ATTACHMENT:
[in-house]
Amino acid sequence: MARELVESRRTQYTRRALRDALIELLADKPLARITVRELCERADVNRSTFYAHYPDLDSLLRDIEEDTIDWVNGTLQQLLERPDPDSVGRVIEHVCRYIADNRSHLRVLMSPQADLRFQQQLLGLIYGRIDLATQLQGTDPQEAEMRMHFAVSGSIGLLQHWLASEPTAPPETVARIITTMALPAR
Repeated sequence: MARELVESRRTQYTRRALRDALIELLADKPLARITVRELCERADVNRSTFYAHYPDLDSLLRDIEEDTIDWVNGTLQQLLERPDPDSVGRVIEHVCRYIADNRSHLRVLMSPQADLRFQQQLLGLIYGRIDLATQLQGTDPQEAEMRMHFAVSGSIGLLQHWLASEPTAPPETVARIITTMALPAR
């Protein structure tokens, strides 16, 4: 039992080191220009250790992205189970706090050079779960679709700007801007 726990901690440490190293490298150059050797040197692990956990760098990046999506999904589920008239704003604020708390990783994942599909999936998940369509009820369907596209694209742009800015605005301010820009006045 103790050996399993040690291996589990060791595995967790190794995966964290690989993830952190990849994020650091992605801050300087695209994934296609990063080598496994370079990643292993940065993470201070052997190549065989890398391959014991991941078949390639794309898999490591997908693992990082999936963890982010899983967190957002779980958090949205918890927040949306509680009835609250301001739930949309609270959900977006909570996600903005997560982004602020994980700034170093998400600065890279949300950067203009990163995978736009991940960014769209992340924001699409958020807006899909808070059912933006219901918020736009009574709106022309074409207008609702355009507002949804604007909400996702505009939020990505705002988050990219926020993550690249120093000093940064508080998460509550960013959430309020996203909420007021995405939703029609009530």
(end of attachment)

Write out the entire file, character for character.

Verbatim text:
[in-house]
Amino acid sequence: MARELVESRRTQYTRRALRDALIELLADKPLARITVRELCERADVNRSTFYAHYPDLDSLLRDIEEDTIDWVNGTLQQLLERPDPDSVGRVIEHVCRYIADNRSHLRVLMSPQADLRFQQQLLGLIYGRIDLATQLQGTDPQEAEMRMHFAVSGSIGLLQHWLASEPTAPPETVARIITTMALPAR
Repeated sequence: MARELVESRRTQYTRRALRDALIELLADKPLARITVRELCERADVNRSTFYAHYPDLDSLLRDIEEDTIDWVNGTLQQLLERPDPDSVGRVIEHVCRYIADNRSHLRVLMSPQADLRFQQQLLGLIYGRIDLATQLQGTDPQEAEMRMHFAVSGSIGLLQHWLASEPTAPPETVARIITTMALPAR
């Protein structure tokens, strides 16, 4: 039992080191220009250790992205189970706090050079779960679709700007801007 726990901690440490190293490298150059050797040197692990956990760098990046999506999904589920008239704003604020708390990783994942599909999936998940369509009820369907596209694209742009800015605005301010820009006045 103790050996399993040690291996589990060791595995967790190794995966964290690989993830952190990849994020650091992605801050300087695209994934296609990063080598496994370079990643292993940065993470201070052997190549065989890398391959014991991941078949390639794309898999490591997908693992990082999936963890982010899983967190957002779980958090949205918890927040949306509680009835609250301001739930949309609270959900977006909570996600903005997560982004602020994980700034170093998400600065890279949300950067203009990163995978736009991940960014769209992340924001699409958020807006899909808070059912933006219901918020736009009574709106022309074409207008609702355009507002949804604007909400996702505009939020990505705002988050990219926020993550690249120093000093940064508080998460509550960013959430309020996203909420007021995405939703029609009530």